No Suspects in Pitt Bomb Threats; Students Nervous
There have been more than 20 bomb threats against University of Pittsburgh buildings over the last 7 weeks, but authorities have no suspects. Two new threats against multiple buildings were received Thursday, one at 10:00 AM and the other about 12 hours later.
Campus police, federal authorities and experts are stumped by the threats that have prompted building evacuations and canceled classes.
No bombs have been found and nobody has been hurt. Pitt Sophomore Kira Scammell said at first students didn't think much of the threats, but as their frequency increased, so did worry.
"It kind of seems like it's building up to something, and that's what worries everyone, I think. The first couple seemed like somebody was trying to get out of a test, something trivial, but there are so many, it's becoming disruptive for everyone," she said.
Although the threats received more attention after a gunman fatally shot one person and wounded several others at the University of Pittsburgh Medical Center's Western Psychiatric Institute March 8, the string of threats actually began February 13.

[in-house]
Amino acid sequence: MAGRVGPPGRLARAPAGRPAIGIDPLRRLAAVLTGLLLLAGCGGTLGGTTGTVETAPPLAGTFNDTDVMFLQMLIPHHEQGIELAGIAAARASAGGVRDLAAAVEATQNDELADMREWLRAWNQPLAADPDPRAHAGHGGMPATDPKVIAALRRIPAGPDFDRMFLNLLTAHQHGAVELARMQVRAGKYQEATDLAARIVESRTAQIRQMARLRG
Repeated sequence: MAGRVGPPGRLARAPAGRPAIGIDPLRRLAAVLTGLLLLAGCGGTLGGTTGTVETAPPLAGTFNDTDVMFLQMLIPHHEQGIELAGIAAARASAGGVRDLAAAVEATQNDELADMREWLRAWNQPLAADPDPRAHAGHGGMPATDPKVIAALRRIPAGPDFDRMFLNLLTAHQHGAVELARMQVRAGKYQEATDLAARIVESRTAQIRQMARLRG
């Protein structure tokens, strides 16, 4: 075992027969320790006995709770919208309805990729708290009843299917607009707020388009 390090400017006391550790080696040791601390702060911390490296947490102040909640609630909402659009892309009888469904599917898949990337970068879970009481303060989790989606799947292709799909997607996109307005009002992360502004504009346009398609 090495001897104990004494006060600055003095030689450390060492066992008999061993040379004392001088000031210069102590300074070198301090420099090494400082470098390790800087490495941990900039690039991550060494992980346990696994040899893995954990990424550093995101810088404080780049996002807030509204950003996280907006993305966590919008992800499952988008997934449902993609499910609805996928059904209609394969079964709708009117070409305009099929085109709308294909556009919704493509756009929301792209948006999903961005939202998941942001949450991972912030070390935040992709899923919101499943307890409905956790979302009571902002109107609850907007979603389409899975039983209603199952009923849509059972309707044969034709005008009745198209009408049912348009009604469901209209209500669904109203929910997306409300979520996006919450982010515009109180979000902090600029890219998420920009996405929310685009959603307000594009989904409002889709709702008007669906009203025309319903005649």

At first, the threats were scrawled on bathroom stalls. Lately, they've been emailed sometimes to reporters at the Pittsburgh Post-Gazette and Pittsburgh Tribune-Review.
Scammell has only had one class affected by the threats so far.
"But I know a lot of my friends have had five, six classes canceled, and now we're all really behind and we have finals coming up, and that's stressful. Even without having classes canceled I have friends that have gone home, their parents have pulled them out," she said.
Several students who live on-campus have left, either going back to their parent's home or to a friend's house and commuting to school.
Pitt spokesman John Fedele says the university is not calculating the costs of evacuating buildings and responding to the threats at this point, but added officials realize there are numerous costs every time a threat is made including missed class time and missed work by employees. Fedele says when it's quieted down Pitt will assess the overall cost.
Joint Task Force Investigating
Meanwhile, David J. Hickton, United States Attorney for the Western District of Pennsylvania, issued the following statement today on the bomb threats:
"The safety and welfare of the University of Pittsburgh community is a top priority. The bomb threats since February 13, 2012, are being vigorously, aggressively and thoroughly investigated through every possible means. The Joint Terrorism Task Force, which includes the University of Pittsburgh Police as a productive, contributing member, is actively pursuing the source or sources of these threats."
Anybody with information which may assist the investigation, is asked to contact the FBI at 412-432-4000.